Btw, I'm not very good with diseases so I can't name the disease you described, sorry.
Edit: also, you are right. Clean water does help cure and prevent disease. Clean water helps boost the fish's immune system. It's not always a cure-all though when the fish already have a disease. It's a very helpful preventative though.
I normally clean the tank every 2 weeks, but this time, I waited about 4 weeks because I was pretty busy, and I clean my 30 gallon tank using the bucket method which takes FOREVER( about 1.5-2 hrs). I've heard about the wash your filter cartridge thing before. I have an aqueon power filter 30, and while its not nearly as good as the bio-wheel, it does have a bio-holster, which is this thing in front of the filter that is used to make a better bacteria bed than what you would find on a filter cartridge.
oh yeah, i think it could be the pet store thing, because I don't have a hospital tank to quarantine but.....
- the neon's were the last ones to go in there, and were in the tank for about 3-4 weeks before the first fish died
-the first fish that died was one of the danio's, the 4th one that i bought. I bought it almost 1-2 months before it died, the neon's were the last to die.... If it was from the fish store, the/ a neon would have been first.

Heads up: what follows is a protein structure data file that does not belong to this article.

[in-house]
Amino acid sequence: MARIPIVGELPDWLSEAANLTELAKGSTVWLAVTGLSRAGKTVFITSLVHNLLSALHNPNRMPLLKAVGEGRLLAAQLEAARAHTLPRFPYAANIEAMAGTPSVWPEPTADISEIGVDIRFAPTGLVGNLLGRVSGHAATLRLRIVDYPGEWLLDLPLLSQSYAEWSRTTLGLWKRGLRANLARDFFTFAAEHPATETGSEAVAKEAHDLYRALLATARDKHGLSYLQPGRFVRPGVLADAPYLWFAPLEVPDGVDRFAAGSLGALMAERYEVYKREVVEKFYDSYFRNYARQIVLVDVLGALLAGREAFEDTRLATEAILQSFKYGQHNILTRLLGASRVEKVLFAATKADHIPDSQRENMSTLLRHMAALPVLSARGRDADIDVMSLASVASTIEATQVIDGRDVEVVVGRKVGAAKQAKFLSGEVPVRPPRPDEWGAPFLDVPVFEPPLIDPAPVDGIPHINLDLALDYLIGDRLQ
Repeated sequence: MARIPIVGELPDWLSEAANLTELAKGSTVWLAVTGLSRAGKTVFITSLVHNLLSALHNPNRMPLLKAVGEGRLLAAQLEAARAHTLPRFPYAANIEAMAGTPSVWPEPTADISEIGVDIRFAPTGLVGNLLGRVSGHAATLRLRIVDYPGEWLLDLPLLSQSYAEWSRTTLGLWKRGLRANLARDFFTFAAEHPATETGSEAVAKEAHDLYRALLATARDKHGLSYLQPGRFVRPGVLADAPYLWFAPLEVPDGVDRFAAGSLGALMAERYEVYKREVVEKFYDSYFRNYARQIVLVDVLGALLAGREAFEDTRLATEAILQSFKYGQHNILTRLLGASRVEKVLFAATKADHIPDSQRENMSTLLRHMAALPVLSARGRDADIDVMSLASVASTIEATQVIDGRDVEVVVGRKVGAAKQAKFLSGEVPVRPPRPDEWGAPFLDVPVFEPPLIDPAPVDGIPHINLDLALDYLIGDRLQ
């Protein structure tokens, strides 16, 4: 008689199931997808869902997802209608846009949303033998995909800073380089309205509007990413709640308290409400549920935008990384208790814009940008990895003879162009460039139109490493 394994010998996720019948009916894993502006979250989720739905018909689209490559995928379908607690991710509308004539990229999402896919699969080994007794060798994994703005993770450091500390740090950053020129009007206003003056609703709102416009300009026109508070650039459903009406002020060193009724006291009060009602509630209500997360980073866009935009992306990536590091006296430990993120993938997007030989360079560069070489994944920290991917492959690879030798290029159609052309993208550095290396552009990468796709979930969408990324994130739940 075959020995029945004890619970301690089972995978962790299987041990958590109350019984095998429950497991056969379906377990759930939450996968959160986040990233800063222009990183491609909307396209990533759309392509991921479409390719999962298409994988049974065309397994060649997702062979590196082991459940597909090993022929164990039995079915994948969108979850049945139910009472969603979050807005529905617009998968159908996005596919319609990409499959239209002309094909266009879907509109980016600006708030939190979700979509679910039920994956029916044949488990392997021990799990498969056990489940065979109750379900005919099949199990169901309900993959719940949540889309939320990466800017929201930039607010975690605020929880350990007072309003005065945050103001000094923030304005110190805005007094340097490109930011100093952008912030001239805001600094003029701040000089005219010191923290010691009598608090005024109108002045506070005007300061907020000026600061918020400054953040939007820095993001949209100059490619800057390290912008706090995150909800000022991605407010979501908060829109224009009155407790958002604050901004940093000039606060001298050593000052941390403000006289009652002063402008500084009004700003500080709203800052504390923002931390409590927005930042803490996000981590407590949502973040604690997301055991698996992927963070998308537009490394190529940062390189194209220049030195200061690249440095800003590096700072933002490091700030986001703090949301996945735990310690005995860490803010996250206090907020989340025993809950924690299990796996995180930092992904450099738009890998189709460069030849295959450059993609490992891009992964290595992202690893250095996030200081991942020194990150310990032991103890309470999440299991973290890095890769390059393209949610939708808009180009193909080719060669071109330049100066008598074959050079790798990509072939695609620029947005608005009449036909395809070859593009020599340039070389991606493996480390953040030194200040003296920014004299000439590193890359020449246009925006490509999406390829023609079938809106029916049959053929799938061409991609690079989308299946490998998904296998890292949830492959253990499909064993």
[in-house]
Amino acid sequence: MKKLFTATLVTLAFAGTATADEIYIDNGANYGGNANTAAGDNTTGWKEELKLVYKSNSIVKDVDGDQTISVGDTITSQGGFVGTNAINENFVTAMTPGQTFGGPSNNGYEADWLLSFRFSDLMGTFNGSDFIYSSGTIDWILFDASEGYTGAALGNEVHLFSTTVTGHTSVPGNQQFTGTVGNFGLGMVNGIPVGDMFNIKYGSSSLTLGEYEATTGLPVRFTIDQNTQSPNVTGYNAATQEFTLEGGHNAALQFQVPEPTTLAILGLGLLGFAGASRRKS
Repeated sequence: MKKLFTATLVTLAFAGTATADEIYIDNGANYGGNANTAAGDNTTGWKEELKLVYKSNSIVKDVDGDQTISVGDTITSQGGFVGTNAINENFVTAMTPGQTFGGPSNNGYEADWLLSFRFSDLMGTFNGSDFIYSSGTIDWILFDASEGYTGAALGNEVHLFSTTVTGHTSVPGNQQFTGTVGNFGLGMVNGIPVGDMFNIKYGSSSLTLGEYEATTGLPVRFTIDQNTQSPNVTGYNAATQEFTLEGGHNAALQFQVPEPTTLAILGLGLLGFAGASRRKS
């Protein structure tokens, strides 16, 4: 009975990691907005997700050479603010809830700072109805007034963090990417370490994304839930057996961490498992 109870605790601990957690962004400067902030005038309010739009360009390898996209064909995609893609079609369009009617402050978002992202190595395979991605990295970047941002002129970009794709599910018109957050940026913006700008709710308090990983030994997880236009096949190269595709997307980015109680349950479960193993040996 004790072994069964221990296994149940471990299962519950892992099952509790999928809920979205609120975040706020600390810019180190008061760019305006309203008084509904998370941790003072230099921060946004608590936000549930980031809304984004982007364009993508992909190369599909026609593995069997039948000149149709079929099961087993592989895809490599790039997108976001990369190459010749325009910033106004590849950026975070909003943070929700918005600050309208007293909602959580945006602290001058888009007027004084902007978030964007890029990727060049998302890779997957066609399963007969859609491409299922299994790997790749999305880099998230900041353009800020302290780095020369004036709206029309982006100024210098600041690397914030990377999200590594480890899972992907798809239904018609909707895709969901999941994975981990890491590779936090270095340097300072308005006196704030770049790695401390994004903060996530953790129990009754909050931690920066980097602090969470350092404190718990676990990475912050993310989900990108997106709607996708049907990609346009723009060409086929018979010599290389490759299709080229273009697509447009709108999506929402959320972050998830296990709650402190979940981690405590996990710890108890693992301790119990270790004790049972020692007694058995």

Anyways, still, the bioload would be pretty low for those 8 small fish so 4 weeks should have been fine I'd think.
Also, on the water changing method - I have some suggestions that might be helpful. Buy some long tubing at a lowes or home depot. Get it so that it is long enough to reach the bathroom or a window or door and drain outside. This takes one step out when draining it into a bucket. You can also buy tubing that reaches from a sink or something and fill your fish tank up directly (I'd only do this is you buy a digital thermometer to be able to quickly get the temperature the same as inside the fish tank), then attach it, and keep an eye on the temperature and fill the tank up. :) Then add the stress coat. Could help make water changes easier for you. I so far only drain the water out that way but i know lots of people fill it up. I never thought of this till I came here so you can look into that if you wish. ;)
Yeah I was thinking about your second idea....
anybody know what the disease is and how Im supposed to clean it up
I do not know about what kind of disease killed your fish. I hope someone with more knowledge can help, but, and this is in the sticky note for information to give, they need to have some water parameters to know exactly where your water is at. PH, Ammonia, Nitrite/Nitrate.
Personally, I think every two weeks is too long a stretch. Since i do not use carbon, I try and do a water change on the two tanks with no carbon every other day.
It is possible that the fresh water comes as a shock and stresses the fish. They have adapted slowly over the two weeks to the deteriorating water conditions and all of a sudden there is a big infusion of fresh water.
More frequent water changes.
If I run into information elsewhere, I will try and post it back here.
It could be stress, but I doubt it because the symptoms looked bacteria related. It wasn't just fin rot.